Ask the Pharmacist

Q) I have been hearing lots of news briefs about vaccine developments. What’s the latest information on them?

A) As Canada seems to be experiencing a sudden increase in our daily coronavirus counts once again, it is becoming more and more apparent that the restriction on our activities and public mask donning will be with us until one of two things happens.

The first would be the achievement of herd immunity, the medical term we use to describe that point in time when such a large percentage of the population (the so-called “herd”) has become immune to a disease (in this case as a result of having been previously infected and subsequently having our bodies produce protective antibodies which fight off the virus) making the spread of the disease from person to person unlikely. Herd immunity allows the whole population to be protected, not just those who are already immune.

We have already essentially achieved this with numerous other viruses which once were the scourge of our society such as small pox, polio and at one point measles. The growing number of well-intentioned but misinformed anti-vaxxers have disrupted our herd immunity we once had with measles as there is an increase in this once nearly eradicated disease.

The problem with relying on this for COVID-19 is that most experts estimate that to achieve herd immunity without a vaccine, approximately 70% of the population would first have to get infected. This would also entail all of the deaths and long-term complications (see last week’s article for more on that topic).

As of July 22nd, we have had 112,240 confirmed cases thus far. Canada’s population is estimated to be about 37.75 million people meaning that… (after some sadly needed computer aided division) currently 0.297% of our population has hopefully achieved immunity through this method. Even accounting for all of those who have been infected but never got tested, we are a long, long way from easing our restrictions via this method. In fact, a study released just last week that sampled 10,000 anonymous blood donors in Canada gave us our best indication yet of just how many Canadians have had the disease up to now and they came up with an answer that was just shy of 1% of the population. There are also legitimate concerns about how long and how effective our “natural” immunity is as there are now possible reports of patients becoming infected a second time or not exhibiting antibodies shortly after a positive test.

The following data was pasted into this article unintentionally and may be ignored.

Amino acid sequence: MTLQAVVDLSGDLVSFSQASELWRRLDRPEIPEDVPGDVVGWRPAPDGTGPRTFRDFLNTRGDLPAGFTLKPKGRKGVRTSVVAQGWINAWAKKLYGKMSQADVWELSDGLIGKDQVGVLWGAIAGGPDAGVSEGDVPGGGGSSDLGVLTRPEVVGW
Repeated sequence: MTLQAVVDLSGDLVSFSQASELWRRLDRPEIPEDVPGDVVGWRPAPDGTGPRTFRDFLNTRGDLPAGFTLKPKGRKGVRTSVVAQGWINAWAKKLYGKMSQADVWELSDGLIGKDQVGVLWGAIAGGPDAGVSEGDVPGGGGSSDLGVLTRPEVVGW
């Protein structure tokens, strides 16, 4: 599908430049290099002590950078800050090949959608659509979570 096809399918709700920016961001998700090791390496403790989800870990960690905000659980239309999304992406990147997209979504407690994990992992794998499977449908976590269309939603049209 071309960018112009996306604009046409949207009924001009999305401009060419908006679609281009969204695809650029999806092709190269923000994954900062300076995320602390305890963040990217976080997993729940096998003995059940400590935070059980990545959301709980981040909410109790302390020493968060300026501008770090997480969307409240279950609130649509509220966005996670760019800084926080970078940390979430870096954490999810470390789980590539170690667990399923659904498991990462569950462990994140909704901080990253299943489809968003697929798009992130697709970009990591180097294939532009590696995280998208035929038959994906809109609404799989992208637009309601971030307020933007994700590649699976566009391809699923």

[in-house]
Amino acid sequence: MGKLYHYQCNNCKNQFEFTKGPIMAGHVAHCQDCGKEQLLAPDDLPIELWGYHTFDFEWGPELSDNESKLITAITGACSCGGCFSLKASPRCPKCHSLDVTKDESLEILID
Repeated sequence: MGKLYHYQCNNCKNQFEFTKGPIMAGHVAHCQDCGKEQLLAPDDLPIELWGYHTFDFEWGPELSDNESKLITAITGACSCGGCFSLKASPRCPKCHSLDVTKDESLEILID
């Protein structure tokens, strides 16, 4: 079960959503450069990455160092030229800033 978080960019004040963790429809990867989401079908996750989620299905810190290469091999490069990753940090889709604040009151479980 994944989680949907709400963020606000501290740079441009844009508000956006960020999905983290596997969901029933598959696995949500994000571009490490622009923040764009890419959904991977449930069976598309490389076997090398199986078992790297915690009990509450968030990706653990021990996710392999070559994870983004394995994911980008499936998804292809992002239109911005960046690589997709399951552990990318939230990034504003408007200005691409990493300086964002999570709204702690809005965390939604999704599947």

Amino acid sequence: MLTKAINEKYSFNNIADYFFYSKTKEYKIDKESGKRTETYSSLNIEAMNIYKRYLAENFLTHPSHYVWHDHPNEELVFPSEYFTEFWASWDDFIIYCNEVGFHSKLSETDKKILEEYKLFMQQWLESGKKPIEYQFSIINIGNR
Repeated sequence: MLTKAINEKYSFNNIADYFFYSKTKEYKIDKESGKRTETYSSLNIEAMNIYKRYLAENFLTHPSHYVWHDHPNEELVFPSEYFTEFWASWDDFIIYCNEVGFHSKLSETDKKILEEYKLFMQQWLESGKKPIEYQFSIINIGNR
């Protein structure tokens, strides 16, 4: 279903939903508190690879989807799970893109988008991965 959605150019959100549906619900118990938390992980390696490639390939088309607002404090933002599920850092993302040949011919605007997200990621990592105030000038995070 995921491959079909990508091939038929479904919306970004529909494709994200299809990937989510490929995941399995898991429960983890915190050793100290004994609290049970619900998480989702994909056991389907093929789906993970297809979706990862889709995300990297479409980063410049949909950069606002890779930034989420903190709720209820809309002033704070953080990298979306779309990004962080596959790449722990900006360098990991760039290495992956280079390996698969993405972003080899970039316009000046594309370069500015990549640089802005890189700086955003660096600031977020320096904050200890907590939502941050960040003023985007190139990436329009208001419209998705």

All of this means that if herd immunity is to be the saviour of our mobile and flexible lifestyles, we have only just begun the journey.

This brings us to our second hope; the development of an effective and safe vaccine. Currently, there are more than 150 possible vaccines in various stages of development aimed at preventing COVID-19 infections. Three in particular are drawing widespread press coverage as results from early clinical trials have been released for public comment. All three are being developed by “big-hitters” in the pharmaceutical industry with names such as AstraZenica (in collaboration with Oxford university), China’s CanSino Biologics and Pfizer (along with the biotech firm BioNTech) being at the forefront.

The Oxford and CanSino teams use a similar technology which takes a modified and, therefore, harmless version of a different virus (this is called a viral vector and it is both the present and future of many medical interventions other than this) to deliver some genetic material from COVID-19 into our cells which subsequently generate an immune response (in the form of antibodies and other infection fighters).

The Pfizer vaccine relies on a different mechanism to introduce the novel coronavirus to our cells, namely ribonucleic acid (the dreaded RNA from your grade 12 biology course). RNA, in a nutshell, is the chemical messenger that contains the instructions that tells our cells to produce proteins. These proteins that are produced as a result of the vaccine resemble the proteins of COVID-19, which once again triggers our body to produce an immune response so that it is ready if and when the real virus shows up. Interestingly, if successful, the Pfizer vaccine will be the first approved messenger RNA vaccine ever despite the fact that the technology has been around for some time.